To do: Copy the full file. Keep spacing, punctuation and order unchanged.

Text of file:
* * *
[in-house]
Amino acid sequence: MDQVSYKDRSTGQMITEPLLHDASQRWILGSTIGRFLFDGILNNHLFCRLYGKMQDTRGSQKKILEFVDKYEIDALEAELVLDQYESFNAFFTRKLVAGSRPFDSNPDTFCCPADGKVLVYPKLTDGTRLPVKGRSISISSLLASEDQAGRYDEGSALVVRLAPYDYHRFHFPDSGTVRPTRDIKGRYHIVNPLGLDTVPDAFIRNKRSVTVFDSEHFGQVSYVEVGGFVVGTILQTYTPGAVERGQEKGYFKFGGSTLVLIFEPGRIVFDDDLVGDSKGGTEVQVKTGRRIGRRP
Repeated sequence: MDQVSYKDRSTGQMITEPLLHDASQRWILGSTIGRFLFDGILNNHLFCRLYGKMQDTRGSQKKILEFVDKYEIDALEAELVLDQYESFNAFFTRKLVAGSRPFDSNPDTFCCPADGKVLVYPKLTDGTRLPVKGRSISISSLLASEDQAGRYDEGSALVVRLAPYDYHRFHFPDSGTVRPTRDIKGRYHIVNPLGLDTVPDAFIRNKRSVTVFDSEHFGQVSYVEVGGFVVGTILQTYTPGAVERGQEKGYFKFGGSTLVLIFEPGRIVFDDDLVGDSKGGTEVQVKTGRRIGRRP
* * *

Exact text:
[in-house]
Amino acid sequence: MDQVSYKDRSTGQMITEPLLHDASQRWILGSTIGRFLFDGILNNHLFCRLYGKMQDTRGSQKKILEFVDKYEIDALEAELVLDQYESFNAFFTRKLVAGSRPFDSNPDTFCCPADGKVLVYPKLTDGTRLPVKGRSISISSLLASEDQAGRYDEGSALVVRLAPYDYHRFHFPDSGTVRPTRDIKGRYHIVNPLGLDTVPDAFIRNKRSVTVFDSEHFGQVSYVEVGGFVVGTILQTYTPGAVERGQEKGYFKFGGSTLVLIFEPGRIVFDDDLVGDSKGGTEVQVKTGRRIGRRP
Repeated sequence: MDQVSYKDRSTGQMITEPLLHDASQRWILGSTIGRFLFDGILNNHLFCRLYGKMQDTRGSQKKILEFVDKYEIDALEAELVLDQYESFNAFFTRKLVAGSRPFDSNPDTFCCPADGKVLVYPKLTDGTRLPVKGRSISISSLLASEDQAGRYDEGSALVVRLAPYDYHRFHFPDSGTVRPTRDIKGRYHIVNPLGLDTVPDAFIRNKRSVTVFDSEHFGQVSYVEVGGFVVGTILQTYTPGAVERGQEKGYFKFGGSTLVLIFEPGRIVFDDDLVGDSKGGTEVQVKTGRRIGRRP